The great winner of the war in Ukraine certainly won’t be Russia or Ukraine itself. In fact, as strange as this is, it might just be the F-35 stealth fighter – or weapons platforms that can be successful in contested spaces. Here is what how one expert put it: Aerospace and defense giant Lockheed Martin announced recently that the delivery of the first F-35 Lightning II to Germany would be made in 2026, and the company said it expects more orders for the fifth-generation stealth fighter in Europe. Greece and the Czech Republic have each expressed significant interest.
“You’ll hear more about it soon,” J.R. McDonald, the vice president of F-35 business development at Lockheed Martin, told journalists at a news conference at the ILA Berlin Air Show trade fair, Reuters reported.
Finland and Switzerland recently concluded deals to purchase the F-35. Swiss industry already plays a role in building the stealth fighter, with six suppliers providing components to the aircraft. Moreover, the Finnish Air Force will receive a total of 64 F-35A aircraft, with the first also arriving in 2026. The deal with Helsinki was actually announced last year before Russia launched its unprovoked and unwarranted invasion of Ukraine – which has since spurred Finland to seek NATO membership.
Germany Adopts the F-35
The decision by the German Luftwaffe to adopt the F-35 is not surprising. After years of neglect of its military, Berlin was also motivated by Russia’s hostile actions and announced it would significantly increase defense spending. The Lockheed Martin F-35s will replace the Luftwaffe’s aging fleet of Tornado aircraft.
German companies, including engine maker MTU, are now exploring ways that they could join the F-35 supply chain or otherwise provide maintenance for the stealth aircraft.
Thank You Russia
Lockheed Martin shareholders may want to send a personal thank you to Russian Federation President Vladimir Putin, as the war in Ukraine could be seen as a giant sales pitch for the F-35. Since launching its attack on February 24, Russia has utterly failed to achieve air superiority and currently, at best maintains aerial parity.
By most accounts, the air war has gone badly for the Kremlin, which has seen two of its “advanced” Sukhoi Su-35 (NATO reporting name “Flanker-E”) shot down in the still contested skies over Ukraine.
“The Russian Air Force still shows no sign of running a campaign to gain air superiority,” retired British Air Marshal Edward Stringer told Newsweek in May.
One factor could be that Russia has largely relied on its older fourth-generation aircraft, and it is becoming increasingly apparent that they lack the capabilities to take control of the sky. Simply put, the fourth-generation aircraft – even Russia’s so-called “4++ models” – don’t seem to cut it anymore. Such aircraft may be a more affordable option, but that won’t matter if they all get destroyed.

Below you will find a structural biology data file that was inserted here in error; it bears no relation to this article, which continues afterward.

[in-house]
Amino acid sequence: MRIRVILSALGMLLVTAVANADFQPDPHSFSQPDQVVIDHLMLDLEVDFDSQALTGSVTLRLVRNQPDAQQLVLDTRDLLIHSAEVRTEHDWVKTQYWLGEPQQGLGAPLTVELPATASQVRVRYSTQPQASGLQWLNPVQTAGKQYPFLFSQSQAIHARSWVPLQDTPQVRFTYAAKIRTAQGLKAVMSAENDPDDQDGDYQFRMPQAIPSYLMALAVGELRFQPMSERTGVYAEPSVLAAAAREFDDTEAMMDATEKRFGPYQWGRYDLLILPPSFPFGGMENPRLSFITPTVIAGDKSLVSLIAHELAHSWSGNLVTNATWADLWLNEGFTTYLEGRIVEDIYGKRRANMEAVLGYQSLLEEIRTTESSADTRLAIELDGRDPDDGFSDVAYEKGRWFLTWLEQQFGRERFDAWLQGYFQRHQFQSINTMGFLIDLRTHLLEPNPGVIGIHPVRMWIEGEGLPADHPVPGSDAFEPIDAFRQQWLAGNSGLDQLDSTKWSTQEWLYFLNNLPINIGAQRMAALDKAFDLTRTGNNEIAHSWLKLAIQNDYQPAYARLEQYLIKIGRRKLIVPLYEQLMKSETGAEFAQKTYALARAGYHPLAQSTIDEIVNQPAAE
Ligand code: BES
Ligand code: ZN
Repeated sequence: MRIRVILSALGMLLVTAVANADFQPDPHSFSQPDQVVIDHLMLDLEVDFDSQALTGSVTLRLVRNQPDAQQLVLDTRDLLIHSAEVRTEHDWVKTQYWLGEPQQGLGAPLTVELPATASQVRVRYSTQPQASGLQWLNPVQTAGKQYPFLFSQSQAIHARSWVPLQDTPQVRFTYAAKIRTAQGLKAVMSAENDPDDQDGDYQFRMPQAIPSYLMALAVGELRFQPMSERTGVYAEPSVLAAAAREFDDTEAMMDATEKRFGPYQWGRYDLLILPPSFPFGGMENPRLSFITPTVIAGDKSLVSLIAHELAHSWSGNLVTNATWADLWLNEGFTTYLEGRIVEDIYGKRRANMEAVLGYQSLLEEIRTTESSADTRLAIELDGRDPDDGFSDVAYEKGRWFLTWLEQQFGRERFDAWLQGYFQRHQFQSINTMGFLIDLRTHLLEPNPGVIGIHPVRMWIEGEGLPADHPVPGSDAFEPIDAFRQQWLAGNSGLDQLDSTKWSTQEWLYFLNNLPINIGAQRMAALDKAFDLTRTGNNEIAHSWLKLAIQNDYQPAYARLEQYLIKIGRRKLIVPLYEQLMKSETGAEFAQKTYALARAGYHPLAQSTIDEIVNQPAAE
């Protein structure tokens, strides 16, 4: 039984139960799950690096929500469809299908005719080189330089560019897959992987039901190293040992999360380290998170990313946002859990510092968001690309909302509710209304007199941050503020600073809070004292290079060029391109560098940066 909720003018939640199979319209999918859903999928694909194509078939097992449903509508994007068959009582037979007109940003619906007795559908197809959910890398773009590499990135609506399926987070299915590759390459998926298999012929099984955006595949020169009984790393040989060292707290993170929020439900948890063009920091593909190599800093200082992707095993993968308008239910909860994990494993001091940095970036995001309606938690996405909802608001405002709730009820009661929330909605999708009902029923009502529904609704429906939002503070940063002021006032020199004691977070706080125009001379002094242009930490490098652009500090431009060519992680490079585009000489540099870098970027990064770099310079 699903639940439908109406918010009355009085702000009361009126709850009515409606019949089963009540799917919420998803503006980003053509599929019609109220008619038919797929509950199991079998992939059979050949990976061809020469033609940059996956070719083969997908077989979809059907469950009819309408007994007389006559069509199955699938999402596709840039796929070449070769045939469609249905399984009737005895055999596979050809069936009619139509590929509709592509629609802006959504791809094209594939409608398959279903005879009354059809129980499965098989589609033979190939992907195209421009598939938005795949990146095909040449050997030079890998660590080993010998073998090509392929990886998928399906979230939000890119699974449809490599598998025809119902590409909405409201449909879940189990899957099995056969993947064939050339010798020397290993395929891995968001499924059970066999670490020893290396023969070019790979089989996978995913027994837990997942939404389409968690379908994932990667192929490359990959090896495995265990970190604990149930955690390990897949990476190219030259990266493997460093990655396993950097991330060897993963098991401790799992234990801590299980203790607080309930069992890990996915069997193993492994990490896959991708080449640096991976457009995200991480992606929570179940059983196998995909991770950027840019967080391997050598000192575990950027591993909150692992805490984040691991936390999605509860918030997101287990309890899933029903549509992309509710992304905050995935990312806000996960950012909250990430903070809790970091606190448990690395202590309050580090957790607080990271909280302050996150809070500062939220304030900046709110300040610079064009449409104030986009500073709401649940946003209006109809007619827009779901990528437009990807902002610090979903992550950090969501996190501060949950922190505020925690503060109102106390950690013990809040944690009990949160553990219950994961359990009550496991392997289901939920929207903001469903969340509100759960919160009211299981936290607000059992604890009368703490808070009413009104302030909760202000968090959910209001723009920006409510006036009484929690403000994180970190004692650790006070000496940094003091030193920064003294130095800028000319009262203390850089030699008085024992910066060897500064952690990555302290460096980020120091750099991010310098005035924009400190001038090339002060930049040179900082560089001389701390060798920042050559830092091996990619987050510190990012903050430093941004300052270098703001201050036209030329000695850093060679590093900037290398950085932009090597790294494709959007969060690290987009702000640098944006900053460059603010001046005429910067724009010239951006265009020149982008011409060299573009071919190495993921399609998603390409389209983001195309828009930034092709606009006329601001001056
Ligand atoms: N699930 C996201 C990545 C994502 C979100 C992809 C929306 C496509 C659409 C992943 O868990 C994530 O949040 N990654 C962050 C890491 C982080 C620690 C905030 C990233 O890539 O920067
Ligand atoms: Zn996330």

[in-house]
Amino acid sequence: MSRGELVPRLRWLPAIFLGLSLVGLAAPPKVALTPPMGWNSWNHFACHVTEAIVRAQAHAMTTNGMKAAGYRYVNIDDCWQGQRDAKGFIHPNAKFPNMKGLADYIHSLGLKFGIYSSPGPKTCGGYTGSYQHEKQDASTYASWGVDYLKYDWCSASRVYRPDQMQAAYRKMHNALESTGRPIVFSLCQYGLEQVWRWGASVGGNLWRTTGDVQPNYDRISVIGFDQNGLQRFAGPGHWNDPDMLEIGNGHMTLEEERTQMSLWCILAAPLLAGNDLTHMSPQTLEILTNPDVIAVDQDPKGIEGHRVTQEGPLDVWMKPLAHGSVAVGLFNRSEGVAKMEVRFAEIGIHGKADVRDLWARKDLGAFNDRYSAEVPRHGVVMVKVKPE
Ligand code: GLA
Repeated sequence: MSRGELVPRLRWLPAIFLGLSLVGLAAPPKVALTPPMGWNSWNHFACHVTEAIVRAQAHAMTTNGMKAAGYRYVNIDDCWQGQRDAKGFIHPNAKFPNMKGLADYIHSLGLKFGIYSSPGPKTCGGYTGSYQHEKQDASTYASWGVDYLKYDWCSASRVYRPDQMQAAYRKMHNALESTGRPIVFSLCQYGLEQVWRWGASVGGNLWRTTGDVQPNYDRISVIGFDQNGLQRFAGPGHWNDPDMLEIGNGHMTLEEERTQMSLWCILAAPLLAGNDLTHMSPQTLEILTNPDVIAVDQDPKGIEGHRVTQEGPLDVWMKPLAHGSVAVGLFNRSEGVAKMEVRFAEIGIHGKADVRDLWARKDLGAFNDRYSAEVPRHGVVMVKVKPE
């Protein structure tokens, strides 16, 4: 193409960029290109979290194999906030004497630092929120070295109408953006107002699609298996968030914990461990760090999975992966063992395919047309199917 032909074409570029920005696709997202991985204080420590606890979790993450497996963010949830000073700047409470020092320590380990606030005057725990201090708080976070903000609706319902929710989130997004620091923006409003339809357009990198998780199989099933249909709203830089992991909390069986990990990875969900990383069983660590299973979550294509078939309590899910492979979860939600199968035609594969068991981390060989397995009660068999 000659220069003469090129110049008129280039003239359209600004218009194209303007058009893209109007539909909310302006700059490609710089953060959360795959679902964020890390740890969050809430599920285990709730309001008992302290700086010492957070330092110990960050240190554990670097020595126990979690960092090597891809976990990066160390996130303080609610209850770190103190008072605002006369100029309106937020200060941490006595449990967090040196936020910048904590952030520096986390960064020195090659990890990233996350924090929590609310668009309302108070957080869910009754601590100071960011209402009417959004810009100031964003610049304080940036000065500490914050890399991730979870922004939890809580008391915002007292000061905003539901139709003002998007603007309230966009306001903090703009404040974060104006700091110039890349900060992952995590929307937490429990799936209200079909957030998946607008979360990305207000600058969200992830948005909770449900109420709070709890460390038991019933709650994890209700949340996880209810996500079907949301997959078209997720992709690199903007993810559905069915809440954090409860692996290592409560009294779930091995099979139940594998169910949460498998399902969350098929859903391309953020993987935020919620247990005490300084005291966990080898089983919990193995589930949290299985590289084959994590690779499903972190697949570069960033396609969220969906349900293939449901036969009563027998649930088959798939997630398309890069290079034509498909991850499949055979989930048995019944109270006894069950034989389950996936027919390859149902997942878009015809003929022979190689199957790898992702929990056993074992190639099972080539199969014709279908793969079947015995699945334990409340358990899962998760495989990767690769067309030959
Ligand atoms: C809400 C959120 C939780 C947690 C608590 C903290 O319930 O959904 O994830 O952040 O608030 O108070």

Moreover, Ukraine already has the tools to counter the aging aircraft.
Earlier this year, Slovakia transferred a number of its Russian-made S-300 air defense missile systems to Ukraine, and others could be on the way. Moscow has long-touted the capabilities of the platform, and that could explain why the Kremlin hasn’t attempted to take control of the skies over Ukraine. Russian aviation experts likely know that it is a matter of the air defense capabilities that outmatch its aging fighters.
“The war in Ukraine proves once and for all that ideas such as the F-15EX fighter that aren’t stealth a really foolish and will only get U.S. pilots killed in a war with Russia or China,” explained Harry J. Kazianis, President and CEO of the Rogue States Project. “The F-35 is the only fighter jet ready and able to tackle the tough air defenses of the future like the S-300, S-400 and S-500 they will have to defeat.”
“The F-35 was designed to operate in highly contested airspace, with capabilities precisely focused on what we have been seeing in Ukraine today,” Billie Flynn, a former Canadian lieutenant colonel and senior F-35 test pilot for Lockheed Martin, told TheAviationist in April.
Flynn added that the F-35 would be the sort of aircraft that could pave the way, and even work alongside other fighters once the airspace isn’t so contested.
“If you have F-35s, you do not necessarily need F-16s to do the damage that the F-35 would bring,” Flynn continued. “They’re a monstrously capable and lethal platform, against SAMs or any kind of ground defenses or troops. But once Air Dominance is achieved, when you need additional firepower, you use the F-35 to protect the F-16s.”
Lockheed Martin should put that on its marketing material.
Now a Senior Editor for 1945, Peter Suciu is a Michigan-based writer who has contributed to more than four dozen magazines, newspapers and websites. He regularly writes about military hardware, firearms history, cybersecurity and international affairs. Peter is also a Contributing Writer for Forbes.